You must also prepare deviled eggs if you’re serving pigs in a blanket at a picnic, and you simply must. You can’t make one of these two appetizers without the other since they taste so fantastic.
You’ll need something moist and creamy to counteract the drying nature of pigs in a blanket. Deviled eggs are the best food for this, as you could have imagined.
If you’ve been cooking deviled eggs for years and want to try something new, I advise switching out the mayonnaise for hummus. Hummus is delicious and flavorful, but it has fewer calories than mayo, making it a healthier alternative.
Pancakes and Scrambled Eggs
Pigs in a blanket are a terrific breakfast option and the ideal party appetizer. The following day, if there are any leftovers from the celebration the night before (which is doubtful), you can serve these delectable goodies!
To give you the energy you need to go through the day, eat or serve them with some sweet and fluffy pancakes and soft, moist scrambled eggs. And what about that? Here’s an idea: why not roll sausage in a slice of pancake to create a modified pig in a blanket? It’s simple to prepare, delicious, and filling—it sounds like the ideal breakfast!
Serve corn pudding alongside your pigs in a blanket to give your gathering a Southern flare. This flavor-packed, sweet, creamy custard contains corn, milk, and eggs—the perfect combination of three delectable ingredients. It’s also relatively simple to make, and you mix everything in a casserole dish and bake it for an hour. Simple and delicious, too, and it is excellent comfort food.
Pigs in a blanket are a little on the dry side, as I’ve already indicated, as they are made entirely of sausage and dough. They will always require some dressings, dips, and sauces to give flavor and moisture. Among the traditional condiments are ketchup, mustard, and barbecue sauce. Making intriguing sauces like honey mustard, honey-dijon, or chili cheese will also help you amp things up. Yum!
Lastly, serve a tasty dessert to your visitors to cap off your meal. Pigs in a blanket can be tricky on the stomach since they are so high in carbohydrates. So for dessert, you should have something light and energizing. The ideal solution is a straightforward fruit salad with cream-coated fresh strawberries, mangoes, mandarin oranges, and peaches.
How do you Keep Pigs in a Blanket from Getting Soggy?
Unfortunately, making pigs in a blanket from scratch takes more time than most people have. They rely on frozen and pre-made foods you can get at the grocery store, and these can taste just as excellent as the fresh ones but deteriorate much more quickly. Frozen franks should be put in a container with a paper towel at the bottom after being heated.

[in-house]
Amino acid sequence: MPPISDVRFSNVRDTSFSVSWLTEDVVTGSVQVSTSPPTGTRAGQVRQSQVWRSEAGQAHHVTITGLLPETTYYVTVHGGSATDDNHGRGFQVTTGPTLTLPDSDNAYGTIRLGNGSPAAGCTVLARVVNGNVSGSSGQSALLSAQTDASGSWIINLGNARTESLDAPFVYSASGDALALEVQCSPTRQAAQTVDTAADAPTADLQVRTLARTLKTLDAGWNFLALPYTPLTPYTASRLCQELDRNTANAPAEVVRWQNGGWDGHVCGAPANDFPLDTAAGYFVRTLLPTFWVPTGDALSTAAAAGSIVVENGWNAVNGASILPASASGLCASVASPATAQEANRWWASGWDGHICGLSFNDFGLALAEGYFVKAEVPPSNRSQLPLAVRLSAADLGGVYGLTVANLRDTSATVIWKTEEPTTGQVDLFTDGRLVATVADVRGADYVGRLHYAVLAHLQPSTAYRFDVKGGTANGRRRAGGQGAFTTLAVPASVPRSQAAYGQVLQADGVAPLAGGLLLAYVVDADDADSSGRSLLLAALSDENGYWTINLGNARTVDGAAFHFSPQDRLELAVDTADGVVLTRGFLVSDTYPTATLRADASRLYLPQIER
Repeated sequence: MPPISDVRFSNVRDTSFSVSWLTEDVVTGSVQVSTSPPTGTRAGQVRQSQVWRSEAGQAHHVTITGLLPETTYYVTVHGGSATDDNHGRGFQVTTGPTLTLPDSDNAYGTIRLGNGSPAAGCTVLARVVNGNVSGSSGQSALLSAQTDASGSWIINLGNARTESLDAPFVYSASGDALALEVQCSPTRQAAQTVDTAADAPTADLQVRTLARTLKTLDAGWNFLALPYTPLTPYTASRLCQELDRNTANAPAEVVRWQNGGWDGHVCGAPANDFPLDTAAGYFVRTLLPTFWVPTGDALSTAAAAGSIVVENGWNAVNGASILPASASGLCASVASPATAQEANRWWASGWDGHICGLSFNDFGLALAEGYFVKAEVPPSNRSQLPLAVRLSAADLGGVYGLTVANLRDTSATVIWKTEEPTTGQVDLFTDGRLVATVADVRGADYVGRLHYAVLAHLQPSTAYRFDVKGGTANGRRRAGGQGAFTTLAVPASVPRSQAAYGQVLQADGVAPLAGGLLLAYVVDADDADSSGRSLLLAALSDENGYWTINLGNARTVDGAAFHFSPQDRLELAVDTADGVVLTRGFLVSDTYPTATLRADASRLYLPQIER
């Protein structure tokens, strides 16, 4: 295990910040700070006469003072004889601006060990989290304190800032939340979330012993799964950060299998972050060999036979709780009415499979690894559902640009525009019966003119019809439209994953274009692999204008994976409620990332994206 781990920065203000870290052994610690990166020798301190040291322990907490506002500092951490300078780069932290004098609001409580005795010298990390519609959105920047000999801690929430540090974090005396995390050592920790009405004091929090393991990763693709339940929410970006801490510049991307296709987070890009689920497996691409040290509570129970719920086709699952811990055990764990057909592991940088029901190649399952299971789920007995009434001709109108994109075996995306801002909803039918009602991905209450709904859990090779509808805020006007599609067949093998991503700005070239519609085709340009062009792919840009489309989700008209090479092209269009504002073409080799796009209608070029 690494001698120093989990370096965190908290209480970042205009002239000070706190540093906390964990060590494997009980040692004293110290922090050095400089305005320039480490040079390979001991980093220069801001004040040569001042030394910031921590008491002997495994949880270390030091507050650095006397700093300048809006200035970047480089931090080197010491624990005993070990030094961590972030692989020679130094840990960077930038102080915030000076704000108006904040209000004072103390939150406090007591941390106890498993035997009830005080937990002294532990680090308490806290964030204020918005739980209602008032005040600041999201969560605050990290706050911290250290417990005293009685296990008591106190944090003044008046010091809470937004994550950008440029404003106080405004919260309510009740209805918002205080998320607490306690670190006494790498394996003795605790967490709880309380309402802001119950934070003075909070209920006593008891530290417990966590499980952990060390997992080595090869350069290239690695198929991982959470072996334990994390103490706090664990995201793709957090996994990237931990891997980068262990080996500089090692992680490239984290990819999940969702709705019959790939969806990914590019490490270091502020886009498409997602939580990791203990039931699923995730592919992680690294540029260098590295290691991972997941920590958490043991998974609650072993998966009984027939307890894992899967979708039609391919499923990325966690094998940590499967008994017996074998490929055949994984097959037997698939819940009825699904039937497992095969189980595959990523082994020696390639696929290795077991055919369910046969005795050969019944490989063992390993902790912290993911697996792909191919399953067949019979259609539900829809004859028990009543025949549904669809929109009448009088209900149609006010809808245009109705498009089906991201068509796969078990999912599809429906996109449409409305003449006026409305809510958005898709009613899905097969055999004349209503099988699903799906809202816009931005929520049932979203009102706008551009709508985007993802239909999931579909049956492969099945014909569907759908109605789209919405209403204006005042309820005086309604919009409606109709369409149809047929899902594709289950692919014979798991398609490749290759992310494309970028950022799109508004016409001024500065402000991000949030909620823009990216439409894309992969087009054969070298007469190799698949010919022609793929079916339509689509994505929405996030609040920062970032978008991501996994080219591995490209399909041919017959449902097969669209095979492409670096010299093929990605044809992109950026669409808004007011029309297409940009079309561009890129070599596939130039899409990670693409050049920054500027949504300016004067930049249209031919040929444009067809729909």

The paper towel will be able to absorb the moisture, as was already explained, and prevent the dough from becoming soggy on the interior. Pigs in a blanket can be prepared a day or two in advance and kept in the refrigerator to chill until they are ready to be cooked if you genuinely want to make them from scratch but yet want to save some time.
Other Versions of Pigs in a Blanket
People have changed the original pigs in a blanket recipe to suit their preferences. Rarely pigs in a blanket and corn dogs have even been combined.
The sausage is coated in a cornmeal batter instead of dough and then attached to a wooden stick. Even though they are pretty easy to make at home, you can typically get these enjoyable sweets at state fairs.
Unfortunately, they won’t be as nutritious for you as conventional pigs in a blanket! Some people enjoy using a regular-sized hot dog to make pigs in a blanket. This is also known as a sausage roll in some regions of Europe. Before adding the sausage, some people also like to spread the dough with Dijon mustard. Your pigs in a blanket get an extra flavor boost from this.
There are a few ways to prevent your pigs in a blanket from becoming wet. The sausages can be preheated in the microwave before being encased in dough, pricked with a toothpick to drain any extra liquid, or patted dry with paper towels before being covered in dough.
To prevent as much moisture from getting to them as possible, put them in the refrigerator in an airtight container. A few paper towel sheets should be placed inside the container to absorb any moisture that could accidentally go inside.
When serving, keep your piggies warm and dry by storing them in a crock pot to stop them from freezing. Your family and friends will beg you for more pigs in a blanket once you have mastered the recipe.
Many other countries use different variations of the dough or even of the sausage, but at the end of the day, they are still the same pigs in a blanket that we all know and love today.